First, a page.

MapGive and PEPFAR: Working Together to Engage New Audiences and Encourage Open Mapping in Africa

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PEPFAR presentation at a MapGive event.
Irum Zaidi, Deputy Coordinator at the Office of the U.S. Global AIDS Coordinator, discusses open mapping for HIV/AIDS epidemic control.

MapGive and PEPFAR: Working Together to Engage New Audiences and Encourage Open Mapping in Africa

The MapGive team is actively supporting crowdsourced mapping projects that directly support planning and analysis for programs funded by the U.S. President’s Emergency Plan for AIDS Relief (PEPFAR), the U.S. Government initiative to help save the lives of those living with HIV/AIDS worldwide.

Geographic focus is a critical part of these programs as PEPFAR seeks to align services and investments with the epidemic, which is more concentrated in specific regions and neighborhoods. Understanding where communities are located, their access to essential services, and how they are connected by roads helps PEPFAR ensure HIV/AIDS programs are in the right locations. Quality geographic data and improved base-maps that emerge from open mapping efforts improve the understanding of program coverage, help optimize supply chain logistics, and support the analysis of clinical data. Read more about these efforts here.

“Improved base data has led to logistical savings in terms of travel time, fuel and increased the number of sites visited. ”

-PEPFAR Uganda team 

Mapathons are coordinated mapping events that engage citizens, and particularly young people, in increasing the availability of open geographic data in OpenStreetMap through crowdsourcing. Last year for World AIDS Day 2016, MapGive, along with Youth Mappers and the Humanitarian OpenStreetMap Team (HOT), hosted the inaugural PEPFAR mapathon at the OpenGovHub in Washington, D.C. to begin engaging the volunteer mapping community and to publicize PEPFAR’s need for detailed geographic data. This year, we again observed World AIDS Day by hosting the second annual PEPFAR mapathon at the OpenGovHub.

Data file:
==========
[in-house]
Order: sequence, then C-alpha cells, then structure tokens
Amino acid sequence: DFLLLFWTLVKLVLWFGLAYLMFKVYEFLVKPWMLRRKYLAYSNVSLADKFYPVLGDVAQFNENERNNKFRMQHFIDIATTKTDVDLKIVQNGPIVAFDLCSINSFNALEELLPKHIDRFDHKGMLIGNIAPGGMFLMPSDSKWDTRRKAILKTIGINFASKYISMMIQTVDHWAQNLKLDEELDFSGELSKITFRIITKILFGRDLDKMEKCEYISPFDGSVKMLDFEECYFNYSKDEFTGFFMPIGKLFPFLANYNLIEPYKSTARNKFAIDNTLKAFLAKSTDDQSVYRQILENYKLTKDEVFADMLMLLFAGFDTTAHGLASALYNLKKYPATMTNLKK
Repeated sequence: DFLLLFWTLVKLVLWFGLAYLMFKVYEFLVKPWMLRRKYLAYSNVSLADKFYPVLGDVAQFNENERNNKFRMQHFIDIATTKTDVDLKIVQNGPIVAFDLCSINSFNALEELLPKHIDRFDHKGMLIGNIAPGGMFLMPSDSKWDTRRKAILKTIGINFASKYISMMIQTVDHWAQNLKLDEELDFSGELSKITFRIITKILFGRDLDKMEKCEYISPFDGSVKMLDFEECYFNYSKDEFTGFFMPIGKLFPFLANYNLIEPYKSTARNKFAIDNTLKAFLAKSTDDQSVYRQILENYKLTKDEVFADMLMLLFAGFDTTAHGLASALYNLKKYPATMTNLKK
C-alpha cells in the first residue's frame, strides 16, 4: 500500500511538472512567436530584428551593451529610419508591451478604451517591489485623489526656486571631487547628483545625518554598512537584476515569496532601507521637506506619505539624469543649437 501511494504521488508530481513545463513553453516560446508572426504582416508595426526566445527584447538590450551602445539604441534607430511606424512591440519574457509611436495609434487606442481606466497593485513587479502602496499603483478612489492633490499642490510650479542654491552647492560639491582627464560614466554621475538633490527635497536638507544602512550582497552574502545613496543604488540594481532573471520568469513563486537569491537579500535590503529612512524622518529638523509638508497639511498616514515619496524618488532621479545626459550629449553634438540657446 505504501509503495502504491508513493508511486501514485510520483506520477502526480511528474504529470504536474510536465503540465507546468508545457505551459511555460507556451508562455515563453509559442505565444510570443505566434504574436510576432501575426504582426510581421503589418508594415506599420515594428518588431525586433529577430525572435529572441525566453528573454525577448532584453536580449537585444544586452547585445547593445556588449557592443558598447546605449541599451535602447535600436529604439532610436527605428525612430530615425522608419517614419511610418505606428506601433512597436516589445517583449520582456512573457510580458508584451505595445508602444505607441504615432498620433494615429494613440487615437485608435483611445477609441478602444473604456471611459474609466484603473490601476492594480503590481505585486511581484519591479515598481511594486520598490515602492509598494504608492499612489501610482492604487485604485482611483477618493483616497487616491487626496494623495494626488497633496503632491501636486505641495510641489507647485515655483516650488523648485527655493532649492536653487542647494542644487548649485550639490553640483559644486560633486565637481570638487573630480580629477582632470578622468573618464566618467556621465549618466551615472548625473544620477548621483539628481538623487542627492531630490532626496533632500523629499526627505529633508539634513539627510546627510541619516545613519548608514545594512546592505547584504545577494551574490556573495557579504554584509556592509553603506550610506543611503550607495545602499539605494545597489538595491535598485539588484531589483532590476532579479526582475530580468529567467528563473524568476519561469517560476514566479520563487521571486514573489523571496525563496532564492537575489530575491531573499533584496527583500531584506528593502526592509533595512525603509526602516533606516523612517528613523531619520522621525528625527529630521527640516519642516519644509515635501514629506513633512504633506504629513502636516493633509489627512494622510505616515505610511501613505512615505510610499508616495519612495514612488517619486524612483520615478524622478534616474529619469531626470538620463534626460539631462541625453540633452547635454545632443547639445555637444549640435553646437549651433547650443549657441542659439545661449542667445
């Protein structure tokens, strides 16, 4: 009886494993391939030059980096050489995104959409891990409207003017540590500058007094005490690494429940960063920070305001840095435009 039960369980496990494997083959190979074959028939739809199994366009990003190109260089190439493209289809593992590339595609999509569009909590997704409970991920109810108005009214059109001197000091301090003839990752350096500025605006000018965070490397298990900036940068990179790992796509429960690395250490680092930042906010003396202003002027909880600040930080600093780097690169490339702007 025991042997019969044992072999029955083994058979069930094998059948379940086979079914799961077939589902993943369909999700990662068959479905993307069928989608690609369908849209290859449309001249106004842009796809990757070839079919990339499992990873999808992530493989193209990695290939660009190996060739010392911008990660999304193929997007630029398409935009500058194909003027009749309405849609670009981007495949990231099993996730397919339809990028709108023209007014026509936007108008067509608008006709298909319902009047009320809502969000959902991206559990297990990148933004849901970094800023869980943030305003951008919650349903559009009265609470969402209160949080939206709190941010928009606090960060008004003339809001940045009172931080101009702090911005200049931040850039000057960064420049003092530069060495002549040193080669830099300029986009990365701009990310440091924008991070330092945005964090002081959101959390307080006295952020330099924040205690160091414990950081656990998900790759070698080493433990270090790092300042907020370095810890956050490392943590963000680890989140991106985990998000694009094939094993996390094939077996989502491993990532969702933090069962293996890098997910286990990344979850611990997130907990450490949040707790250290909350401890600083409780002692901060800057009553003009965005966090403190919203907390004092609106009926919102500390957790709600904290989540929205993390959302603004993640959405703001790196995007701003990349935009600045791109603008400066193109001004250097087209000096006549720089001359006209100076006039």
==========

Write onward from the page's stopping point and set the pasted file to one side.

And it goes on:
MapGive-style cake for the PEPFAR mapathon participants.

MapGive is working hand-in-hand with PEPFAR to grow volunteer participation in ongoing mapping efforts. To this end, we have increased partnerships across the humanitarian mapping community and engaged new audiences through existing State Department public diplomacy programs, principally through the Young African Leaders Initiative (YALI) and the Office of the U.S. Global AIDS Coordinator’s Data Revolution for Sustainable Development team.

2nd Annual PEPFAR Mapathon at the OpenGovHub in Washington, DC.

Specifically, in an effort to connect with youth in Africa and encourage the usage of data to address challenges in public health, MapGive and YouthMappers partnered directly with YALI, as well as local citizen mapping organizations like Map Kibera in Kenya, to host and facilitate mapathons across Africa and at U.S. universities. Participants at these events were trained on the basics of open mapping and how PEPFAR programs use these data to improve their work. PEPFAR’s Data Collaboratives for Local Impact (DCLI) partnership with the Millennium Challenge Corporation (MCC) is working to build on these efforts. For example, DCLI’s dLab in Dar es Salaam hosts regular mapathons to support PEPFAR mapping projects, and DCLI’s Data Zetu program engages capable local civil society organizations working to map communities from a grassroots level. Read more about the YALI mapathons here and in a brief article via Share America. 

More than 1,700 volunteers have created over 280,000 data points for PEPFAR mapping projects throughout Africa with support from over 20 different organizations, including universities, local civil society organizations, international NGOs, and private companies. In addition, young leaders across Africa have learned these technologies and can continue to engage directly in mapping efforts that support important development and humanitarian programs in their countries. Going forward, we want to further support efforts to engage and train local volunteers to ground truth data created through crowdsourcing and remote mapping. 

For more information on open mapping, explore the MapGive website and watch our video featuring some of our partners! 

About the Author: Andrew McKenna is a Geographer and Nathan Heard is a Public Health Analyst in the Humanitarian Information Unit at the U.S. Department of State. 

Editor's Note: This entry also appears in the U.S. Department of State's publication on Medium.com.

Andrew McKenna
Nathan Heard